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The Zen of Cat

A Story by Jim Willis


The Zen of Cat copyright Jim Willis 2001

The Zen of Cat, copyright Jim Willis 2001

Jim Willis
The Man was very sad. He knew that the Cat's days were numbered. The doctor had said there wasn't anything more that could be done, that he should take the Cat home and make him as comfortable as possible.

The man stroked the Cat on his lap and sighed. The Cat opened his eyes, purred and looked up at the Man. A tear rolled down the Man's cheek and landed on the Cat's forehead. The Cat gave him a slightly annoyed look.

"Why do you cry, Man?" the Cat asked. "Because you can't bear the thought of losing me? Because you think you can never replace me?"

The Man nodded "yes."

"And where do you think I'll be when I leave you?" the Cat asked.

The Man shrugged helplessly.

"Close your eyes, Man," the Cat said. The Man gave him a questioning look, but did as he was told.

"What color are my eyes and fur?" the Cat asked.

"Your eyes are gold and your fur is a rich, warm brown," the Man replied.

"And where is my fur the darkest?" the Cat asked.

"It is darkest along your back, your tail, your legs, nose and ears," the Man said.

"And where is it that you most often see me?" asked the Cat.

"I see you...on the kitchen windowsill watching the birds...on my favorite chair...on my desk lying on the papers I need...on the pillow next to my head at night."

The cat nodded.

"Can you see me in all of those places now, even though your eyes are shut?" the Cat asked.

"Yes, of course. I've seen you there for years," the Man said.

"Then, whenever you wish to see me, all you must do is close your eyes," said the Cat.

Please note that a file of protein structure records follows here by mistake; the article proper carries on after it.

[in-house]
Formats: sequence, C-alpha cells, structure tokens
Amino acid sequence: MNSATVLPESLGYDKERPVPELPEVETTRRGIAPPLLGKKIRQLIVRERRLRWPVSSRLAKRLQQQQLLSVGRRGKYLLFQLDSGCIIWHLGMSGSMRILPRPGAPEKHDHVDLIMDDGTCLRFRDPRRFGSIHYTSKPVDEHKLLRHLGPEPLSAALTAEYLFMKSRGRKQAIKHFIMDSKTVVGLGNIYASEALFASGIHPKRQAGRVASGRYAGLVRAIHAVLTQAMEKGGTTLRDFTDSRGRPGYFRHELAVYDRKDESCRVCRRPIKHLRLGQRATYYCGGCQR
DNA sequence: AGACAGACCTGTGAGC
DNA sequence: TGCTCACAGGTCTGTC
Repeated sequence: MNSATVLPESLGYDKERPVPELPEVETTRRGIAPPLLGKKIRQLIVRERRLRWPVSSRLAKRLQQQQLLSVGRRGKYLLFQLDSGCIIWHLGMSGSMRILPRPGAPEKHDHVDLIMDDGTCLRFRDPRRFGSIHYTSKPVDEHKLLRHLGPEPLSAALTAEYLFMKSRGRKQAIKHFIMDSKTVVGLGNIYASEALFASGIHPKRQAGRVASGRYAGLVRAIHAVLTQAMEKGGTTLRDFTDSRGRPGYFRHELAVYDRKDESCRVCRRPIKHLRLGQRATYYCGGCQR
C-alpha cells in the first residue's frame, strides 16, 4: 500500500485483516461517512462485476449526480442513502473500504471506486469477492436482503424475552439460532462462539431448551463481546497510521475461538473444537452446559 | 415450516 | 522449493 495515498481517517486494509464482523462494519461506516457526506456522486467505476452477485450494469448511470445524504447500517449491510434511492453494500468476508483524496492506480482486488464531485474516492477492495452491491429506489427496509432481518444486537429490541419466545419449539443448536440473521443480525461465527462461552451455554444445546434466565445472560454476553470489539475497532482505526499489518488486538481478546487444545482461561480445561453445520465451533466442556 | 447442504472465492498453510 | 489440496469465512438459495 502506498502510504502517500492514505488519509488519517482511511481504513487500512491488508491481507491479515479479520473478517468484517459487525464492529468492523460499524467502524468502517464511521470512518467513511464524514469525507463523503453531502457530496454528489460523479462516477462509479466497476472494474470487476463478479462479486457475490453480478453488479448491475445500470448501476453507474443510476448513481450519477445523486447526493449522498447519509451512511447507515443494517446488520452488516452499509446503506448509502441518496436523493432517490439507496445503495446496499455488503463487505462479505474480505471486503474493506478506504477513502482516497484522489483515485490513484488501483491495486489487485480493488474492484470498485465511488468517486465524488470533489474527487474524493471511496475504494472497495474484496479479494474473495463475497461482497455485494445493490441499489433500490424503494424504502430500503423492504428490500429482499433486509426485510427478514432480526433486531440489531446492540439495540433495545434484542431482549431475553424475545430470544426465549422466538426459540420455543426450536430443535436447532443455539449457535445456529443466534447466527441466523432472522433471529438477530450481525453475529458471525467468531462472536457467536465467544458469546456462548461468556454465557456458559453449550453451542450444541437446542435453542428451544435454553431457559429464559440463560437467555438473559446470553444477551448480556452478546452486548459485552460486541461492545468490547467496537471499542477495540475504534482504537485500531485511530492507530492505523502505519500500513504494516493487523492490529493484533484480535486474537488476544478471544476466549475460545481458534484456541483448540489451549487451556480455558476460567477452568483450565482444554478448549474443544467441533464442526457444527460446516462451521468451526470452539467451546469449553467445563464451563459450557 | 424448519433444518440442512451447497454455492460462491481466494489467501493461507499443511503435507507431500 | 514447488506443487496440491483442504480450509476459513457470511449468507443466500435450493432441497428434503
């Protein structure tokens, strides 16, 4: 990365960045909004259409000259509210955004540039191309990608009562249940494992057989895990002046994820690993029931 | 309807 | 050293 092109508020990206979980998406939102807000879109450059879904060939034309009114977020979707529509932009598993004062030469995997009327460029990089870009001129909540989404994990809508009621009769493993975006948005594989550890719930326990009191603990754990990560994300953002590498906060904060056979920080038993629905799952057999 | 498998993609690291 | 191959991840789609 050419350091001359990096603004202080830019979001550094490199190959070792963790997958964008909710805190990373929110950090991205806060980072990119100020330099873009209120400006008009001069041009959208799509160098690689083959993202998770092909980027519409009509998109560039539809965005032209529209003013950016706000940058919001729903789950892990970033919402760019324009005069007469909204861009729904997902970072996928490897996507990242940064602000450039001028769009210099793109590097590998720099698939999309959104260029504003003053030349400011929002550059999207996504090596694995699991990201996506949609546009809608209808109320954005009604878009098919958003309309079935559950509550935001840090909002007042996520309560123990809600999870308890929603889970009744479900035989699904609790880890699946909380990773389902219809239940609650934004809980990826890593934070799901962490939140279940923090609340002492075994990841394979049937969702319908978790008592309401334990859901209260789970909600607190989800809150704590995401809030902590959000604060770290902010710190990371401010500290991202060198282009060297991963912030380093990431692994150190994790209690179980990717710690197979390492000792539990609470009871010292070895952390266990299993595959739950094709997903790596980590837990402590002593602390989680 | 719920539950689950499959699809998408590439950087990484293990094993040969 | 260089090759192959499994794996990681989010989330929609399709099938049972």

"But you won't really be here," the Man said sadly.

"Oh, really?" said the Cat. "Pick up that piece of string from the floor - there, my 'toy.'"

The Man opened his eyes, then reached over and picked up the string. It was about two feet long and the Cat had been able to entertain himself for hours with it.

"What is it made of?" the Cat asked.

"It appears to be made of cotton," the Man said.

"Which comes from a plant?" the Cat asked.

"Yes," said the Man.

"From just one plant, or from many?"

"From many cotton plants," the Man answered.

"And in the same soil from which grow the cotton plants, it would be possible that other plants and flowers would grow? A rose could grow alongside of the cotton, yes?" asked the Cat.

"Yes, I'm sure it would be possible," the Man said.

"And all of the plants would feed from the same soil and drink the same rain, would they not?" the Cat asked.

"Yes, they would," said the Man.

"Then all of the plants, rose and cotton, would be very similar on the inside, even if they appeared outwardly very different," said the Cat.

The Man nodded his head in agreement, but didn't see what that had to do with the present situation.

"Now, that piece of string," said the Cat, "is that the only piece of string ever made of cotton?"

"No, of course it isn't," said the Man, "it was part of a ball of twine."

"And do you know where all of the other pieces of string are now, and all of the balls of twine?" asked the Cat.

Next > "...you would agree that all the string is related?"

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